Suffering a severe injury can change your life, as can going on long-term disability. While much of your daily life changes when you go on long term disability, it doesn’t have to keep you from traveling. You must, however, take a few steps before you travel while on long term Social Security disability to prevent losing your benefits. Continue reading to learn more about what you’ll have to do to be able to travel while on long term disability and how Fayetteville, AR disability lawyer Ken Kieklak, Attorney at Law, can help you with your SSDI claim.
Receiving Social Security Disability Payments While Traveling
You can travel, both domestically and abroad, while on long term disability. Citizens of the United States can continue to receive SSDI benefits while they are traveling outside of the United States as long as they qualify for disability benefits.
However, there are limits on the countries that citizens can visit and the amount of time they can spend outside of the country. If you travel to a Restricted Country, your payments will be withheld while you are there and will be restored when you return to the United States. They cannot be sent to anyone else or you. Restricted Countries include North Korea, Cambodia, Cuba, and certain parts of the former Soviet Union. When traveling to non-restricted countries, United States citizens will continue to receive benefits if they travel there for 30 days or less. If they are gone for more than 30 days, their SSDI coverage will be suspended but restored when they return to the United States.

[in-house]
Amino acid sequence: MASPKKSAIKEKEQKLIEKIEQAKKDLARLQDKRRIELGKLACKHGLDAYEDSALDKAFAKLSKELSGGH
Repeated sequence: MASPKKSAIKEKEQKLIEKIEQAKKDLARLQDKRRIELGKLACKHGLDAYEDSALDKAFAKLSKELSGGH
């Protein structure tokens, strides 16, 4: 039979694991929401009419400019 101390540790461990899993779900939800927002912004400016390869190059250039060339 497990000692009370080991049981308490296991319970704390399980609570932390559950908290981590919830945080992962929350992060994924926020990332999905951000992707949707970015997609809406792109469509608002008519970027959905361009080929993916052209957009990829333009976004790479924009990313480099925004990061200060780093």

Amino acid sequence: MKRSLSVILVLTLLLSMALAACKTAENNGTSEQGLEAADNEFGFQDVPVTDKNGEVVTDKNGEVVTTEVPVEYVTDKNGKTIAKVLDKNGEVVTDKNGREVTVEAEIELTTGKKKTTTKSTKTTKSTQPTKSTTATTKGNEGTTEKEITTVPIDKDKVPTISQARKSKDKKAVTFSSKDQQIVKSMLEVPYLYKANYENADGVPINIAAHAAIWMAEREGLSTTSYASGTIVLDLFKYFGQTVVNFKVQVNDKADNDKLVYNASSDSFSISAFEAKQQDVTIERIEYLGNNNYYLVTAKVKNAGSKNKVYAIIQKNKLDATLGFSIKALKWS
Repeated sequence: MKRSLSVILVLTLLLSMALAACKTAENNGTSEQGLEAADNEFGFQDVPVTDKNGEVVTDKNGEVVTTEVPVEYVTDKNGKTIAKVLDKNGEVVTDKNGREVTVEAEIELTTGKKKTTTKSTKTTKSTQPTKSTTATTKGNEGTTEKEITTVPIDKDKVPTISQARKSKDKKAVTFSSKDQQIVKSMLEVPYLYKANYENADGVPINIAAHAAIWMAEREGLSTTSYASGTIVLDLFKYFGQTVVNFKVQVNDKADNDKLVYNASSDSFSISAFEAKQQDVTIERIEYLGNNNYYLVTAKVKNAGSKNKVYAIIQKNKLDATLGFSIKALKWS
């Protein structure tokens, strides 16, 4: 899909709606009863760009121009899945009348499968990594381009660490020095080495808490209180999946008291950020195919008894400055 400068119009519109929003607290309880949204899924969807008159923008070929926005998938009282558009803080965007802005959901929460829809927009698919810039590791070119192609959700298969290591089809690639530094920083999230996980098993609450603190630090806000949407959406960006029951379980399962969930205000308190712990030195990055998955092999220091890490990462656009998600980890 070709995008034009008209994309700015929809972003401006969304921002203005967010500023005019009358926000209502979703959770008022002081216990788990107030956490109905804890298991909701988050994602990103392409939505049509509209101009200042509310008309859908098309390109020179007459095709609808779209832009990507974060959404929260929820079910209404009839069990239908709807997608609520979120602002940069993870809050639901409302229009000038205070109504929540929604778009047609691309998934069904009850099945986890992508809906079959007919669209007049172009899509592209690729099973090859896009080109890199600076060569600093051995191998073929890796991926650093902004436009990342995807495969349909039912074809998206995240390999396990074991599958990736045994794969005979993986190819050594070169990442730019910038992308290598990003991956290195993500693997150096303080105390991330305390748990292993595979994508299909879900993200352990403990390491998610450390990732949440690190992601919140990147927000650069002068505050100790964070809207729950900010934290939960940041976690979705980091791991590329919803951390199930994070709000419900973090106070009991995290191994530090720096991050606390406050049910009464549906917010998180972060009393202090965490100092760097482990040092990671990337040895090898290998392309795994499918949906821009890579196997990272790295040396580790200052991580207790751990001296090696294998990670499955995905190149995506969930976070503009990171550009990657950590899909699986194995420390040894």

Tips for Traveling While on Long-Term SSDI
Most of the time, long term disability shouldn’t affect your ability to travel, but there are some tips you can follow to make the most of your time while traveling.
Get Treatment Before You Leave
To make the most of your time while traveling, you should get any medical treatment that you need before you leave for your trip. Receiving medical treatment can be difficult in other countries, especially if there is a language barrier or a discrepancy with your insurance coverage. Make sure you schedule all of your necessary appointments before you leave and that you are in a healthy state when you embark.
Report Any Changes to Your Life
If your travel coincides with any changes to your living arrangements or family, you must report it to the Social Security Administration. If, for example, you’re traveling to adopt a child or get married, you should make the Social Security Administration aware of it as soon as possible. You should always alert the Social Security Administration if there are any of the following changes to your life: marriage, divorce, annulment, adoption of a child, a child leaving your care, a child becoming disabled or a full-time student, changing your address, changing your parental circumstances, being deported or removed from the United States, experiencing a change in monthly wages, or changing your work status.
Getting Long-Term Disability Benefits in Arkansas